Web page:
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Most Vulnerable Senators, Ranked by Their Wealth

McConnell is the richest on our most vulnerable list. (Bill Clark/CQ Roll Call File Photo)
McConnell is the richest on our most vulnerable list. (Bill Clark/CQ Roll Call File Photo)

The most vulnerable senators who face the voters in less than two weeks run the gamut from multimillionaires to one of the poorest on Capitol Hill, based on Roll Call’s Wealth of Congress ranking of the minimum net worth of every single lawmaker.  

Two senators in tough spots on Nov. 4 are members of the 50 Richest  list. One of the vulnerable senators has a negative minimum net worth.  

Ironically, given the market for ex-senators on K Street and elsewhere, most could see a substantial improvement in their personal finances should they lose. (See Cantor, Eric ).  

Here’s a breakdown from our most recent 10 Most Vulnerable Senators  list, appearing in order of their minimum net worth:  

Sen. Mitch McConnell, R-Ky., $11.97 million (Ranked No. 32)
Sen. Kay Hagan, D-N.C., $9.12 million (Ranked No. 41)
Sen. Al Franken, D-Minn., $2.9 million (Ranked No. 90) 
Sen. Mary L. Landrieu, D-La., $2.3 million (Ranked No. 110)

Sen. Jeanne Shaheen, D-N.H., $1.7 million (Ranked No. 135)

Sen. Pat Roberts, R-Kan., $1.53 million (Ranked No. 149)

Sen. Jeff Merkley, D-Ore., $1.19 million (Ranked No. 169)

Sen. Mark Begich, D-Alaska, $500,000 (Ranked No. 264)

Sen. Mark Udall, D-Colo., $380,000 (Ranked No. 286)

Sen. Mark Pryor, D-Ark., -$100,000 (Ranked No. 435)

Given that half of the Senate has a minimum net worth of $1 million or more , just Begich, Udall and Pryor fall below the median. Pryor, in fact, is one of the poorer members of Congress, hailing from the poorest delegation .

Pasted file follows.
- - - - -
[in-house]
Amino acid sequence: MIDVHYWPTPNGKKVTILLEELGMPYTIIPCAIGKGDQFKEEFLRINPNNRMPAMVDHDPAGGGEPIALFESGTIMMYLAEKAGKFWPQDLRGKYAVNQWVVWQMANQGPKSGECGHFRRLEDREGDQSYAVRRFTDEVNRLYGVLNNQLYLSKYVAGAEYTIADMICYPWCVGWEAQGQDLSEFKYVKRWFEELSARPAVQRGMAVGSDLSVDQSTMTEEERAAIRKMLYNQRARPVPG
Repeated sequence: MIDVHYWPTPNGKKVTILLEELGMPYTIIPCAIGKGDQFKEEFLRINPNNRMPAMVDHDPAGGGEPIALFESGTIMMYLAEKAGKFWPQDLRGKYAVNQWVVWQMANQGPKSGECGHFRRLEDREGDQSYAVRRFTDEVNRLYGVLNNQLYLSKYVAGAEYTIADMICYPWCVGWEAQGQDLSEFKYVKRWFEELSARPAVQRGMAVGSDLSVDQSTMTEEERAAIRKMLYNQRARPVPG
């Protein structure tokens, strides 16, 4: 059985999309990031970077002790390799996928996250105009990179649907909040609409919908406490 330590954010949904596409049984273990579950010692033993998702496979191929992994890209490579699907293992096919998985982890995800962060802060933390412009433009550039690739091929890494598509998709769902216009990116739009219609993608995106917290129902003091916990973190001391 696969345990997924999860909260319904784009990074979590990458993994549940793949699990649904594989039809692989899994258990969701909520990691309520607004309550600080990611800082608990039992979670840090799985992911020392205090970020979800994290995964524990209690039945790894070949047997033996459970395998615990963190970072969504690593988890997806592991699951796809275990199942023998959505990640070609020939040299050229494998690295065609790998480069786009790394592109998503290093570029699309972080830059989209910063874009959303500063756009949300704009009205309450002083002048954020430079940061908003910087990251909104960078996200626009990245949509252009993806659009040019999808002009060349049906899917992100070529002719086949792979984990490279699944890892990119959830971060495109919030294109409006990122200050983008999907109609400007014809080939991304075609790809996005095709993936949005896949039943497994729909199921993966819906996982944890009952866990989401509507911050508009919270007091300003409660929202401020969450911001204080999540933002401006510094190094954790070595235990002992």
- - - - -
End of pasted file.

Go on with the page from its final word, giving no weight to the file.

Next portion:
But the “poorest” distinction belongs to Sen. Martin Heinrich, D-N.M., the only senator on this year’s 10 “Poorest” Members of Congress  list. The richest senator running for re-election is Sen. Mark Warner, D-Va., with a minimum net worth of more than $95 million.  

As always, there are caveats due to the imprecise nature of financial disclosure rules. This ranking uses minimum net worth, calculated by subtracting minimum liabilities from minimum assets. That means an asset listed as worth between $1 million and $5 million, would count as $1,000,001 in our minimum net worth calculation.  

Many assets do not have to be disclosed, including homes, personal bank accounts that do not bear interest and home furnishings. Mortgages and other loans are required on the forms.  

As a result, in most cases, the actual net worth is presumably substantially higher than the minimums reported here.  

You can see the minimum net worth of each and every member in our Wealth of Congress interactive .  


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